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Problems with Calcium Supplements


Too much calcium from supplements can cause problems. Be sure that you do not take more than 500–600 mg at one time and do not exceed 1,000–1,200 mg per day.

Calculate the amount of calcium you get in your diet and add supplements only up to your daily requirement.

  • Acid rebound. Calcium carbonate may cause acid rebound where the stomach overcompensates for the high dose of calcium carbonate, which is alkaline, by churning out more acid.

    People with a history of stomach ulcers may have to switch to calcium citrate.
  • Constipation. Calcium supplements can have a mild binding effect but by themselves don’t usually cause serious constipation. If you take another supplement or medication that binds the stool, the addition of calcium supplements could cause a problem.

    Drink plenty of water and perhaps take a calcium supplement that includes magnesium.
  • Hypercalcemia – too much calcium. Some people have taken so much calcium that it causes hypercalcemia, an above normal level of calcium in the blood. Hypercalcemia may cause nausea, vomiting, confusion, and other neurological symptoms.

Drug interactions. Large doses of calcium can interfere with the absorption of a variety of drugs.

  • Tetracycline or quinolone antibiotic:  Avoid consuming large amounts of calcium — either in food or as a supplement — within 2–4 hours of taking the medication.
  • Oral bisphosphonates (alendronate, Fosamax, Actonel, Boniva, Atelvia): Wait at least 30 minutes after you take the medication before taking calcium.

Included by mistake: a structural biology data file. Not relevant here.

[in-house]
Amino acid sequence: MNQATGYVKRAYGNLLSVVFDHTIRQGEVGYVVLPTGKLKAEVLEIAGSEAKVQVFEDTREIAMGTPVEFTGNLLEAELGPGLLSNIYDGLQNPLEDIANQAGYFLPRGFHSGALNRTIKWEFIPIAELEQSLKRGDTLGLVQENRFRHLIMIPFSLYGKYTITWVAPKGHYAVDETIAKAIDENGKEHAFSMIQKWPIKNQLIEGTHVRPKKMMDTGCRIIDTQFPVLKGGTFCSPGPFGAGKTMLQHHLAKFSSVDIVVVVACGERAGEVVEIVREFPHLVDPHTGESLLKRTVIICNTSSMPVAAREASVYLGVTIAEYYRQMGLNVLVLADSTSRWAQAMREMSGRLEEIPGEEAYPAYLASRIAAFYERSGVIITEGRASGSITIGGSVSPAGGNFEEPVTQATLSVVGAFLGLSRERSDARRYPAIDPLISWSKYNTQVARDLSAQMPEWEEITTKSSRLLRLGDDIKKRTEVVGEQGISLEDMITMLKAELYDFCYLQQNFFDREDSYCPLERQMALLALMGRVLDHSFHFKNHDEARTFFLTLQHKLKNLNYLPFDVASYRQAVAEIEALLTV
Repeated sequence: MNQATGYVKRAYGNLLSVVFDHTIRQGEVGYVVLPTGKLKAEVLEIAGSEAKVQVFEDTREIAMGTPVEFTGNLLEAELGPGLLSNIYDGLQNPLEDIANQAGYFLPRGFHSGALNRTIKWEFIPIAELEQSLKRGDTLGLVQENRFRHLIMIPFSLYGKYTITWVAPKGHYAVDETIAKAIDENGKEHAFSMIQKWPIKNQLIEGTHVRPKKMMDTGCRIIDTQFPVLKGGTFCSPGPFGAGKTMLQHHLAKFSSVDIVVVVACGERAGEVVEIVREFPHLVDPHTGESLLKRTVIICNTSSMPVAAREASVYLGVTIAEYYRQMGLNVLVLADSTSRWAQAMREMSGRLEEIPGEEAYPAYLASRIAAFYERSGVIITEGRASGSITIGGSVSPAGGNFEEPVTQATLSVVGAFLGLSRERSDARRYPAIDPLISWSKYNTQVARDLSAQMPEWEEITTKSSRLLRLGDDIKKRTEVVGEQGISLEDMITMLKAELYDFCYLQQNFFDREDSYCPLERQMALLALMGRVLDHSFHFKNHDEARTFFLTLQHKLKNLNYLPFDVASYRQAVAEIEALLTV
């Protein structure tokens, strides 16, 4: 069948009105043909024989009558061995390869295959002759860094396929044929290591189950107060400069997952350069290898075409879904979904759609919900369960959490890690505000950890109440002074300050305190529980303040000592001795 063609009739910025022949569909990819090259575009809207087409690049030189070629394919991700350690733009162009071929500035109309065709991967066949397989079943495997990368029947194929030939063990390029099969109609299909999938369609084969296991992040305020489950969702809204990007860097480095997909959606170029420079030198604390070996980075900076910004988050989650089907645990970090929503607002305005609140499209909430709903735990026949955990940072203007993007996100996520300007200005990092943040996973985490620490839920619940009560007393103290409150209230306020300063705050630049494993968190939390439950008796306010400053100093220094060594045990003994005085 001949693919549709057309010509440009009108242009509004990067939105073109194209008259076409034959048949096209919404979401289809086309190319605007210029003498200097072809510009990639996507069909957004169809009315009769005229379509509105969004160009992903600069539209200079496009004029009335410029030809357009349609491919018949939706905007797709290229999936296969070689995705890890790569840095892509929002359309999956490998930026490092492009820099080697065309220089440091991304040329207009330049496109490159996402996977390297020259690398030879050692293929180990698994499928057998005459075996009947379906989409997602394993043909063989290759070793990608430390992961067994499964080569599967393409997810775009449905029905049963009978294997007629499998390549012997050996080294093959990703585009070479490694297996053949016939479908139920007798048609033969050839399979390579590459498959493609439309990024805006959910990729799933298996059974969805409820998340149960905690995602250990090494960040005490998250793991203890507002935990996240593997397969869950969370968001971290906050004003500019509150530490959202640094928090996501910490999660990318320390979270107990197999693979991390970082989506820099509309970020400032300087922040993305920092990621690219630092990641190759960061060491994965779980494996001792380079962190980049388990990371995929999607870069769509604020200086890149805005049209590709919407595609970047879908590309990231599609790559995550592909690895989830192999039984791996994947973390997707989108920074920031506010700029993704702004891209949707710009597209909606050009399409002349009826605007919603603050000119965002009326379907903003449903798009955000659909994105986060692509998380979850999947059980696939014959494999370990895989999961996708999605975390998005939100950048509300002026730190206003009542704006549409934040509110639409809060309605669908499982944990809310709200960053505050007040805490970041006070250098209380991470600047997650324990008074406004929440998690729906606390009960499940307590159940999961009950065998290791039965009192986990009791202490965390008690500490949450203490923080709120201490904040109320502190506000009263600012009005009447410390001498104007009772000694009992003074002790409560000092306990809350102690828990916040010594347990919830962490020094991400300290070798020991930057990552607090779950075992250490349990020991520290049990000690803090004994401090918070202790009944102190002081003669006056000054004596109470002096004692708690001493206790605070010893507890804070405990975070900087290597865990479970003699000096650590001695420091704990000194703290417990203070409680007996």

• Calcium-channel blockers or beta blockers: Discuss how to take your calcium with your doctor since the supplement can interfere with the effectiveness of your treatment.
  • Blood thinners: Avoid chewable forms of calcium that contain vitamin K.

Revised: 01/22/20. 
As a service to our readers, American Bone Health provides access to our library of archived content. Please note the date of the last review on all articles. No content on this site, regardless of date, should ever be used as a substitute for direct medical advice from your doctor or other qualified clinician

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What to know about bone health
and fracture prevention during COVID-19

  • Remove fall dangers in your home.
  • Stay physically active, and at least 6 feet away from others.
  • Eat for proper nutrition, and take a supplement if needed to get enough calcium and vitamin D.
  • Stick with your osteoporosis medicines and ask your doctor for extra if you’re unable to go to the pharmacy.
  • If you are due for Reclast, there is little concern about delaying for a few weeks or months.
  • If you take Prolia or Evenity injections, don’t miss your appointment.  Some facilities offer “drive-through” injections. Check with your doctor.
  • Bone density testing can be postponed, if necessary.
  • Speak with your doctor about the possibility of telephone and video visits.

The Centers for Disease Control and Prevention has a page with steps you can take to reduce your risk of catching the virus if you have a chronic illness.

Be well. We are here for you if you have any questions.